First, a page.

- Now Watch Me Whip; Watch Me Nae Nae
- The Importance of Diabetes Screening and Early Detection
- Using SD-OCT Biomarkers and Big Data Analyses to Identify Eyes at Risk for AMD Progression
- Fibro-Dry Eye-Gia?
- DSEK versus DMEK for Endothelial Dysfunction
- The Effect of LASIK on Dry Eye Disease
- Making Recommendations to Patients
- Synergistic Tools for Cataract Surgery
- Creating a Premium Practice
- What’s New in Presbyopia-Correcting IOLs?
- Cataract Surgery in Patients With Meibomian Gland Dysfunction
- Make it Memorable
- Using the VEP for Better Patient Outcomes in Mild Traumatic Brain Injury
- Femtosecond laser-assisted AK After or Concurrent with Phacoemulsification
- Pesky Pingueculas
“Watch Me,” the video for the song from Silentó, had 368,819,142 views when I checked this morning. Crazy, right? Not really. The video is attention grabbing and memorable; you can’t help but watch. So, what are your patients watching when they interact with you and your clinic? What will they remember about your clinic when they leave? Perception can be as important—and, unfortunately, even more important—than reality or substance to most people, including your patients. Providing great care can often be lost on patients who are not made aware of what it is they are receiving.
The two things that most patients judge us on are how they see and how they feel; but, it is the way in which we provide care that truly differentiates us. Patients’ experiences in your office are key to how they view you and your practice. You could be providing cutting-edge/world-leading services, but if patients are not aware of it, a large part of your efforts are lost. “It takes two to make a thing go right. It takes two to make it outta sight.”
How do you show your patients that not only do you have their best interests at heart, but you are also on the leading edge of heath care? Integrated care may be one of the most powerful tools you can use to impress patients and raise your level of patient care. Most of you are already there, but, do your patients know? To what level do they know?
The Whip (The Why, right arm forward)
The more your patients know how much you communicate with your surgeon, the more confidence they will have in you as their clinician. Remember, as much as you build up your surgeon to your patients, you are still the one they trust the most. The surgeon spends minutes with them, you may spend as much as a lifetime (so to speak). Show your patients the level of involvement you have in the entire surgical process. Make sure they understand the level of communication you have with all of the surgeons in your network—and the mutual respect you share.
The Nae Nae (The Nuts and Bolts, left arm up high)
Imagine the reinforcement for both parties when the clinician and surgeon say the exact same thing. Making sure that you and your surgeon use the same messaging and terminology can be infinitely comforting to the patient, and it serves to validate each doctor to the patient. Also, let the patient know that you communicate with the surgeon regularly (not just in general, but in regard to his or her case as well). Consider sending the patient an automated notification when you communicate information about him or her to a referred doctor.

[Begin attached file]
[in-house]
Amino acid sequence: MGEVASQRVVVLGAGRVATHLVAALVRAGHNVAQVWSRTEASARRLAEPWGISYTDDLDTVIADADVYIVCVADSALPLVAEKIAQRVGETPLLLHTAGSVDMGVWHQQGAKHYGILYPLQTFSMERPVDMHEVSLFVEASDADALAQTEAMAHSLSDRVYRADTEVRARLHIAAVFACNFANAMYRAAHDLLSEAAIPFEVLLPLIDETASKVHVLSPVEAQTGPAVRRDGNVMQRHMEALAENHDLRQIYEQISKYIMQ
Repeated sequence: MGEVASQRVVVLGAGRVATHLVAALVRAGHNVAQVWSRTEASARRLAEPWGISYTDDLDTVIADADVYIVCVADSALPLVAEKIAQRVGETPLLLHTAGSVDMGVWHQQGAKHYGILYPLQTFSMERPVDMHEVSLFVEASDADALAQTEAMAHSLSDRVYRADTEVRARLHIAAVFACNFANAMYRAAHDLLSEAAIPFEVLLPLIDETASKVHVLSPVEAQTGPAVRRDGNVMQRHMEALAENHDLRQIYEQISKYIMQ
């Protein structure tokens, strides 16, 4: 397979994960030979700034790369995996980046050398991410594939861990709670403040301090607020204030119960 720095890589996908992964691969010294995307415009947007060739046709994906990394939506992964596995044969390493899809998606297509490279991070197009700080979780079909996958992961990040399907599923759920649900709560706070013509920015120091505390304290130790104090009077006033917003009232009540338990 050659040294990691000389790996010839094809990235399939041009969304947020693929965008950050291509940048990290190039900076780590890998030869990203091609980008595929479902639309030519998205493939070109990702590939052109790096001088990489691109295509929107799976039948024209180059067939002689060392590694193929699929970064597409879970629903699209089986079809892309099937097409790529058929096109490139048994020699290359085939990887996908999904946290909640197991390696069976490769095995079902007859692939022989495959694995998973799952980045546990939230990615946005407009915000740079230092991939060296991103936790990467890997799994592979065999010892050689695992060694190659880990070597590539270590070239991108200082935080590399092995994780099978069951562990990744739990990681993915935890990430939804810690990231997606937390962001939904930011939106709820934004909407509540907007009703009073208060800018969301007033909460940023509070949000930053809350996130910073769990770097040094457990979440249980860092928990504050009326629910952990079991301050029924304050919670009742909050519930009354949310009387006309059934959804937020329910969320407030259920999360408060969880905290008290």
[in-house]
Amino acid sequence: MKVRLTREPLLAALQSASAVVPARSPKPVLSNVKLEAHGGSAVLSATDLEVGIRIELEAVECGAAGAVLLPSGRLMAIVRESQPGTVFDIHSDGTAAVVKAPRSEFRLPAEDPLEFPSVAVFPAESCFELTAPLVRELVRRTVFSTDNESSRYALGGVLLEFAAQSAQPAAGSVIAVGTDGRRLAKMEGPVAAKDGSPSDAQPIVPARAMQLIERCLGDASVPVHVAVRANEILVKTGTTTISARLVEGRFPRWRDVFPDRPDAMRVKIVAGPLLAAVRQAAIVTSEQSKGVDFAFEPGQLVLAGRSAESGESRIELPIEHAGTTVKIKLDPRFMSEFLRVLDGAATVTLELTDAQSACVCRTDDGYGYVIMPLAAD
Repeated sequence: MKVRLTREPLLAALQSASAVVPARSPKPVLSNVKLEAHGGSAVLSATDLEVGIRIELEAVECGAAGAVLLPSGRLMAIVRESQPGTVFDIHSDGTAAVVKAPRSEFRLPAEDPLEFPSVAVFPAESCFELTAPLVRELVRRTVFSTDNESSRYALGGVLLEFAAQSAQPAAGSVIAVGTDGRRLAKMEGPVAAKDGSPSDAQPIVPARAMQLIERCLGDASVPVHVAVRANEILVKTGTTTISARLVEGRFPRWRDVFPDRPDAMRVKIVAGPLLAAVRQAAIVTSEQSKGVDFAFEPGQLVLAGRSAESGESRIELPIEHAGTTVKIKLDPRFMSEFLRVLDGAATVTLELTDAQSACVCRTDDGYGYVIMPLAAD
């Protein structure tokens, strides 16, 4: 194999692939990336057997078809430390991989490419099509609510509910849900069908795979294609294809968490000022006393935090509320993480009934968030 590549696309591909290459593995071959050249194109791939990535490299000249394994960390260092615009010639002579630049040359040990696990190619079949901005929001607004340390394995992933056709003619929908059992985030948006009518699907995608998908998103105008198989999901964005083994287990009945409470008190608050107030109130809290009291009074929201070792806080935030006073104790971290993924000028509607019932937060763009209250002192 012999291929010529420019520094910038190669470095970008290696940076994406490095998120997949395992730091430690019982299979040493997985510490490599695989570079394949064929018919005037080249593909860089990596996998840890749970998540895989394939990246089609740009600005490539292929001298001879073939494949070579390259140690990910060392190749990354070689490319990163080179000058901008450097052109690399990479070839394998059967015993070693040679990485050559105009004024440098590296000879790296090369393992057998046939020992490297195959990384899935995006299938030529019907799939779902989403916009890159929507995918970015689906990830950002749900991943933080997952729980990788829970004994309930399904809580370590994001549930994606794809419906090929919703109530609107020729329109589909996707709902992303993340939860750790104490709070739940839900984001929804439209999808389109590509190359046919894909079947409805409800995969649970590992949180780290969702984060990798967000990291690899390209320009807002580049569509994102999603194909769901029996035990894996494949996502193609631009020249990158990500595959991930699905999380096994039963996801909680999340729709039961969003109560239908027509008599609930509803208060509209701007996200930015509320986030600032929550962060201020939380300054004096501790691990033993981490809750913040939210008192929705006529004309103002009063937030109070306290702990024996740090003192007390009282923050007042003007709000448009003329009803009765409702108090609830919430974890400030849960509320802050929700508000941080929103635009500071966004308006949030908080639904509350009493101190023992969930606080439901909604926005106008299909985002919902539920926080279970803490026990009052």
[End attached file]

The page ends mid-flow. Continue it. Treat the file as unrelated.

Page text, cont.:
Tell your patients that you have been in the OR with your surgeon (and if you have not, why are you referring to that individual in the first place). Show your patients that you have a specific reason for using that specialist. Put a picture of you in the OR on your website (you already have enough of you sitting beside your slit lamp). Put a picture of you with the surgeon on your website. Be positive that you are using the best surgeon for that patient, and let him or her know why.
Several years ago, I broke my ankle and suffered a high ankle sprain. A doctor friend referred me to an orthopedic surgeon for a specific reason: Not because he was the most accomplished orthopedic surgeon in town, but because he knew this surgeon was the best specialist for me. The orthopedic surgeon proceeded to tell me all the stuff that he was supposed to tell me about the severity of my injury and the surgeries and rehab he was supposed to recommend. He then told me that he was going to do none of it, because I was a doctor, and, like most doctors, I was not going to follow any of his advice anyway. He told me that any of my extended healing and possible permanent limitations would be solely my fault. I immediately called my friend and thanked him for the referral. It took me 18 months to heal without surgery and rehab, but it was one of the most thoughtful referrals that I have ever received.
Watch Me! Watch Me!
Possibly the most important initiative that AOC has ever conceptualized is our series “Best Practices in Integrated Care” (see page 57 in this issue and go to eyetubeOD.com to view the archives and videos). It has the potential to become the definitive national guideline for both optometry and ophthalmology. It seeks to help both groups provide better joint patient care then either has previously on its own. The open collaboration of our professions with this initiative will ensure optimal patient care and give all of us a template for the future of eye care. Read this series; it redefines our professions.
Ultimately, some patients assume that all of this communication is seamless, but most have no idea. We have an opportunity to make this type of collaboration the norm, both in perception and reality. This is the first step in making optometry and ophthalmology a seamless, enhanced, patient care system. Both professions working togetether with only the patient in mind. This could be us. n
Derek N. Cunningham, OD
Chief Medical Editor